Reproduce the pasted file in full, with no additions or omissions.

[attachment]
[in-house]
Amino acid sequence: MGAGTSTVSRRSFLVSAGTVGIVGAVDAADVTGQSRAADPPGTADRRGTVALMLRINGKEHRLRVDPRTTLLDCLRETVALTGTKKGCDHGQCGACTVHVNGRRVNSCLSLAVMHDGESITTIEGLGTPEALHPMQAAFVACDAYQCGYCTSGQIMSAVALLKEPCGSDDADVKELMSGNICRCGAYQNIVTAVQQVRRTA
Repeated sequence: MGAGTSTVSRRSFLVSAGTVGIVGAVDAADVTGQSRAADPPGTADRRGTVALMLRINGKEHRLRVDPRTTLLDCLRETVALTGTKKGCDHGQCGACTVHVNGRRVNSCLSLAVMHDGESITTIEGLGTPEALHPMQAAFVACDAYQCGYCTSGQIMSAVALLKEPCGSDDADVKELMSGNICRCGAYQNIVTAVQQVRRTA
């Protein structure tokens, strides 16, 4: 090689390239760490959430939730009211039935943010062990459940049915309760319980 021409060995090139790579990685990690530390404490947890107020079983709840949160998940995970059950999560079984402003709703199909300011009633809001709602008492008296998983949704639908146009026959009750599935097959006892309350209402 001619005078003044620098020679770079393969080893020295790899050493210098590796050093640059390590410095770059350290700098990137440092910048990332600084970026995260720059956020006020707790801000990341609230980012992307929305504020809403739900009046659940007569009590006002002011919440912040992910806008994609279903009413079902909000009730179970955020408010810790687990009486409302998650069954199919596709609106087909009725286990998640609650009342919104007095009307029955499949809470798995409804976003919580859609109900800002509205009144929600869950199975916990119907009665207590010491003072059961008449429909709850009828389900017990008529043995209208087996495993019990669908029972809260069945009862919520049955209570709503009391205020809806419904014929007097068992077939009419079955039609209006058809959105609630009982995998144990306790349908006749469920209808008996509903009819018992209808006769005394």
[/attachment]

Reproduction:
[in-house]
Amino acid sequence: MGAGTSTVSRRSFLVSAGTVGIVGAVDAADVTGQSRAADPPGTADRRGTVALMLRINGKEHRLRVDPRTTLLDCLRETVALTGTKKGCDHGQCGACTVHVNGRRVNSCLSLAVMHDGESITTIEGLGTPEALHPMQAAFVACDAYQCGYCTSGQIMSAVALLKEPCGSDDADVKELMSGNICRCGAYQNIVTAVQQVRRTA
Repeated sequence: MGAGTSTVSRRSFLVSAGTVGIVGAVDAADVTGQSRAADPPGTADRRGTVALMLRINGKEHRLRVDPRTTLLDCLRETVALTGTKKGCDHGQCGACTVHVNGRRVNSCLSLAVMHDGESITTIEGLGTPEALHPMQAAFVACDAYQCGYCTSGQIMSAVALLKEPCGSDDADVKELMSGNICRCGAYQNIVTAVQQVRRTA
């Protein structure tokens, strides 16, 4: 090689390239760490959430939730009211039935943010062990459940049915309760319980 021409060995090139790579990685990690530390404490947890107020079983709840949160998940995970059950999560079984402003709703199909300011009633809001709602008492008296998983949704639908146009026959009750599935097959006892309350209402 001619005078003044620098020679770079393969080893020295790899050493210098590796050093640059390590410095770059350290700098990137440092910048990332600084970026995260720059956020006020707790801000990341609230980012992307929305504020809403739900009046659940007569009590006002002011919440912040992910806008994609279903009413079902909000009730179970955020408010810790687990009486409302998650069954199919596709609106087909009725286990998640609650009342919104007095009307029955499949809470798995409804976003919580859609109900800002509205009144929600869950199975916990119907009665207590010491003072059961008449429909709850009828389900017990008529043995209208087996495993019990669908029972809260069945009862919520049955209570709503009391205020809806419904014929007097068992077939009419079955039609209006058809959105609630009982995998144990306790349908006749469920209808008996509903009819018992209808006769005394």